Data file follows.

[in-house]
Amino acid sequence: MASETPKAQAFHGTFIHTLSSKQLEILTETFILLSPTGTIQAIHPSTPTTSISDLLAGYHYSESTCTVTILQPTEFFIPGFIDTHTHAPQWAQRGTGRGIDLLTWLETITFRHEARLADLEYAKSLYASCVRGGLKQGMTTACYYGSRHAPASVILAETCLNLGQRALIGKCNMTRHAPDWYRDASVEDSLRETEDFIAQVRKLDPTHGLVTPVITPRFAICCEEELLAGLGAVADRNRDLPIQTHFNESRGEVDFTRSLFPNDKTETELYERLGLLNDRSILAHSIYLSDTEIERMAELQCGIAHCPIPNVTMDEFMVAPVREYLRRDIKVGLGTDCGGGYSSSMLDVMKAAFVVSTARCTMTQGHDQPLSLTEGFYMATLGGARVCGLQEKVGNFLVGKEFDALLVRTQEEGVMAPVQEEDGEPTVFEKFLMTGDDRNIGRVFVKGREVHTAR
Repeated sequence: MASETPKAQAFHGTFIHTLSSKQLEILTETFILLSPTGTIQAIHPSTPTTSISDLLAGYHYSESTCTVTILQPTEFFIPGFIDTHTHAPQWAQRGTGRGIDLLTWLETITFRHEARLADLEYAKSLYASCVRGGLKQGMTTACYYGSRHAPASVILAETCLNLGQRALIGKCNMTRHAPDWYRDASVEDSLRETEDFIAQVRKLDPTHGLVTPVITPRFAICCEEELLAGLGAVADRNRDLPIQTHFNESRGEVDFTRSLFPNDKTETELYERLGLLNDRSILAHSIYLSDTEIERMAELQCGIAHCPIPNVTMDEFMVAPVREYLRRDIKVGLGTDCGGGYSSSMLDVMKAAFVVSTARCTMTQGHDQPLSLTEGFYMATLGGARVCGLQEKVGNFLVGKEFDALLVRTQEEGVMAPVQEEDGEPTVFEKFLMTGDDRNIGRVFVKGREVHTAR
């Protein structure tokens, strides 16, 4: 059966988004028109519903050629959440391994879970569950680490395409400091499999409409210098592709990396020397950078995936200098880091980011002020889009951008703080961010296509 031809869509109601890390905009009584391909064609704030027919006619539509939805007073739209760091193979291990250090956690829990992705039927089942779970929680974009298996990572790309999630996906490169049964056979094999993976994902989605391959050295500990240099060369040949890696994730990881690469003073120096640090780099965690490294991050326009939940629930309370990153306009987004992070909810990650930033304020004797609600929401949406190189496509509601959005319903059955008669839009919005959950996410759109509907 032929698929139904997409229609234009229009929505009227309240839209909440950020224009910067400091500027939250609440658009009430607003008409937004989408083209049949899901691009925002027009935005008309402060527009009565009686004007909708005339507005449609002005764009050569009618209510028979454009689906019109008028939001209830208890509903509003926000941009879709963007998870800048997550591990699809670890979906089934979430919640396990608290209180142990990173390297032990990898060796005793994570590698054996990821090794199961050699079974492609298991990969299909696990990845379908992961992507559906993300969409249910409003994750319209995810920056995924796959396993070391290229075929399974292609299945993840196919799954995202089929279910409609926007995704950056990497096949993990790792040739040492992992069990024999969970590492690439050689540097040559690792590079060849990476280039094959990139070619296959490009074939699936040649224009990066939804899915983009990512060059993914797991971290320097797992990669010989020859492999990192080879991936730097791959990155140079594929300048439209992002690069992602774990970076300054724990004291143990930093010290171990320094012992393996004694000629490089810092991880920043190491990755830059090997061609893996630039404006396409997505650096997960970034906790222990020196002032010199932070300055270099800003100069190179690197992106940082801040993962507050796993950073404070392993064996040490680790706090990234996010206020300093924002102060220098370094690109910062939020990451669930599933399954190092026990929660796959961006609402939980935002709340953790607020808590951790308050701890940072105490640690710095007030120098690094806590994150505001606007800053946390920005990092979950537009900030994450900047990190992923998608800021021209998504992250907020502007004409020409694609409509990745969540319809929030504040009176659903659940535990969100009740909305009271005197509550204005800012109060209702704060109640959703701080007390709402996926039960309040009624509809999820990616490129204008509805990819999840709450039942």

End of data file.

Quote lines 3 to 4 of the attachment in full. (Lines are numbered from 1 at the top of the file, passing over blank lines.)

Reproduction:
Repeated sequence: MASETPKAQAFHGTFIHTLSSKQLEILTETFILLSPTGTIQAIHPSTPTTSISDLLAGYHYSESTCTVTILQPTEFFIPGFIDTHTHAPQWAQRGTGRGIDLLTWLETITFRHEARLADLEYAKSLYASCVRGGLKQGMTTACYYGSRHAPASVILAETCLNLGQRALIGKCNMTRHAPDWYRDASVEDSLRETEDFIAQVRKLDPTHGLVTPVITPRFAICCEEELLAGLGAVADRNRDLPIQTHFNESRGEVDFTRSLFPNDKTETELYERLGLLNDRSILAHSIYLSDTEIERMAELQCGIAHCPIPNVTMDEFMVAPVREYLRRDIKVGLGTDCGGGYSSSMLDVMKAAFVVSTARCTMTQGHDQPLSLTEGFYMATLGGARVCGLQEKVGNFLVGKEFDALLVRTQEEGVMAPVQEEDGEPTVFEKFLMTGDDRNIGRVFVKGREVHTAR
């Protein structure tokens, strides 16, 4: 059966988004028109519903050629959440391994879970569950680490395409400091499999409409210098592709990396020397950078995936200098880091980011002020889009951008703080961010296509 031809869509109601890390905009009584391909064609704030027919006619539509939805007073739209760091193979291990250090956690829990992705039927089942779970929680974009298996990572790309999630996906490169049964056979094999993976994902989605391959050295500990240099060369040949890696994730990881690469003073120096640090780099965690490294991050326009939940629930309370990153306009987004992070909810990650930033304020004797609600929401949406190189496509509601959005319903059955008669839009919005959950996410759109509907 032929698929139904997409229609234009229009929505009227309240839209909440950020224009910067400091500027939250609440658009009430607003008409937004989408083209049949899901691009925002027009935005008309402060527009009565009686004007909708005339507005449609002005764009050569009618209510028979454009689906019109008028939001209830208890509903509003926000941009879709963007998870800048997550591990699809670890979906089934979430919640396990608290209180142990990173390297032990990898060796005793994570590698054996990821090794199961050699079974492609298991990969299909696990990845379908992961992507559906993300969409249910409003994750319209995810920056995924796959396993070391290229075929399974292609299945993840196919799954995202089929279910409609926007995704950056990497096949993990790792040739040492992992069990024999969970590492690439050689540097040559690792590079060849990476280039094959990139070619296959490009074939699936040649224009990066939804899915983009990512060059993914797991971290320097797992990669010989020859492999990192080879991936730097791959990155140079594929300048439209992002690069992602774990970076300054724990004291143990930093010290171990320094012992393996004694000629490089810092991880920043190491990755830059090997061609893996630039404006396409997505650096997960970034906790222990020196002032010199932070300055270099800003100069190179690197992106940082801040993962507050796993950073404070392993064996040490680790706090990234996010206020300093924002102060220098370094690109910062939020990451669930599933399954190092026990929660796959961006609402939980935002709340953790607020808590951790308050701890940072105490640690710095007030120098690094806590994150505001606007800053946390920005990092979950537009900030994450900047990190992923998608800021021209998504992250907020502007004409020409694609409509990745969540319809929030504040009176659903659940535990969100009740909305009271005197509550204005800012109060209702704060109640959703701080007390709402996926039960309040009624509809999820990616490129204008509805990819999840709450039942």